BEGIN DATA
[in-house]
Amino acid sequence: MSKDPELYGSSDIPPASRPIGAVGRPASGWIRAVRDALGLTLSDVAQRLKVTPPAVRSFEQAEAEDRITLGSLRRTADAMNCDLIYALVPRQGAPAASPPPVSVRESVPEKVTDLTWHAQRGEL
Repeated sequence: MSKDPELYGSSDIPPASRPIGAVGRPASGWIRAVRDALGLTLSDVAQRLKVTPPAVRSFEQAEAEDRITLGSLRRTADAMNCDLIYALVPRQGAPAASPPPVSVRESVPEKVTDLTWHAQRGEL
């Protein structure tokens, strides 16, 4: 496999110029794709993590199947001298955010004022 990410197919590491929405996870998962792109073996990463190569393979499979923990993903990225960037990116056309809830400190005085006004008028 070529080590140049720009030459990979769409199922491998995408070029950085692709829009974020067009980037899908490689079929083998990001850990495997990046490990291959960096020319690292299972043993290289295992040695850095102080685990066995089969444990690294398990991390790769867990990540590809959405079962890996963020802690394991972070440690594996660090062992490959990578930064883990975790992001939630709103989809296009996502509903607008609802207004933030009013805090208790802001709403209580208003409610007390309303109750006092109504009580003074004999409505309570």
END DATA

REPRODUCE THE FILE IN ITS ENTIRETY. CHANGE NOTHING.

[in-house]
Amino acid sequence: MSKDPELYGSSDIPPASRPIGAVGRPASGWIRAVRDALGLTLSDVAQRLKVTPPAVRSFEQAEAEDRITLGSLRRTADAMNCDLIYALVPRQGAPAASPPPVSVRESVPEKVTDLTWHAQRGEL
Repeated sequence: MSKDPELYGSSDIPPASRPIGAVGRPASGWIRAVRDALGLTLSDVAQRLKVTPPAVRSFEQAEAEDRITLGSLRRTADAMNCDLIYALVPRQGAPAASPPPVSVRESVPEKVTDLTWHAQRGEL
């Protein structure tokens, strides 16, 4: 496999110029794709993590199947001298955010004022 990410197919590491929405996870998962792109073996990463190569393979499979923990993903990225960037990116056309809830400190005085006004008028 070529080590140049720009030459990979769409199922491998995408070029950085692709829009974020067009980037899908490689079929083998990001850990495997990046490990291959960096020319690292299972043993290289295992040695850095102080685990066995089969444990690294398990991390790769867990990540590809959405079962890996963020802690394991972070440690594996660090062992490959990578930064883990975790992001939630709103989809296009996502509903607008609802207004933030009013805090208790802001709403209580208003409610007390309303109750006092109504009580003074004999409505309570």